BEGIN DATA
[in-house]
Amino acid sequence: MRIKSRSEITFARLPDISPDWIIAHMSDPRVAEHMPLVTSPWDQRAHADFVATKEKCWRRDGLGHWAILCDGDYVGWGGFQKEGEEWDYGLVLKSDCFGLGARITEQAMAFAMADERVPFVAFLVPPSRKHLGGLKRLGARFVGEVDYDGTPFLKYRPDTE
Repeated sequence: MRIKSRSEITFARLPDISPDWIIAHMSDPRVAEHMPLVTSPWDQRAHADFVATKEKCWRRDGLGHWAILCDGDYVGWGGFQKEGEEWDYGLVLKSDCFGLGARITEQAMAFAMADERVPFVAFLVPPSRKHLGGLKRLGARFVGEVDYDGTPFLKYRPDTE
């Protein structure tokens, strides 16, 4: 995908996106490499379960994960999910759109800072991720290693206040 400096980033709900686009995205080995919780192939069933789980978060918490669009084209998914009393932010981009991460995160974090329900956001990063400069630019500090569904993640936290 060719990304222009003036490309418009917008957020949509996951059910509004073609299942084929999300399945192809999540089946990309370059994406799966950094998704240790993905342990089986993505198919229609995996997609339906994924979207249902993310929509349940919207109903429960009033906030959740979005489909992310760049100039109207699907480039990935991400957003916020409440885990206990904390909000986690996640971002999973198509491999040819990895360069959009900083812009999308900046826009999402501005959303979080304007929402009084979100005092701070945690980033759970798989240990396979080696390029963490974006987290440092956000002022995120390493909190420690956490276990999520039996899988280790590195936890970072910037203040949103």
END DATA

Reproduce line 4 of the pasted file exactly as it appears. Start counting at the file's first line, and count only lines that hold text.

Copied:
């Protein structure tokens, strides 16, 4: 995908996106490499379960994960999910759109800072991720290693206040 400096980033709900686009995205080995919780192939069933789980978060918490669009084209998914009393932010981009991460995160974090329900956001990063400069630019500090569904993640936290 060719990304222009003036490309418009917008957020949509996951059910509004073609299942084929999300399945192809999540089946990309370059994406799966950094998704240790993905342990089986993505198919229609995996997609339906994924979207249902993310929509349940919207109903429960009033906030959740979005489909992310760049100039109207699907480039990935991400957003916020409440885990206990904390909000986690996640971002999973198509491999040819990895360069959009900083812009999308900046826009999402501005959303979080304007929402009084979100005092701070945690980033759970798989240990396979080696390029963490974006987290440092956000002022995120390493909190420690956490276990999520039996899988280790590195936890970072910037203040949103």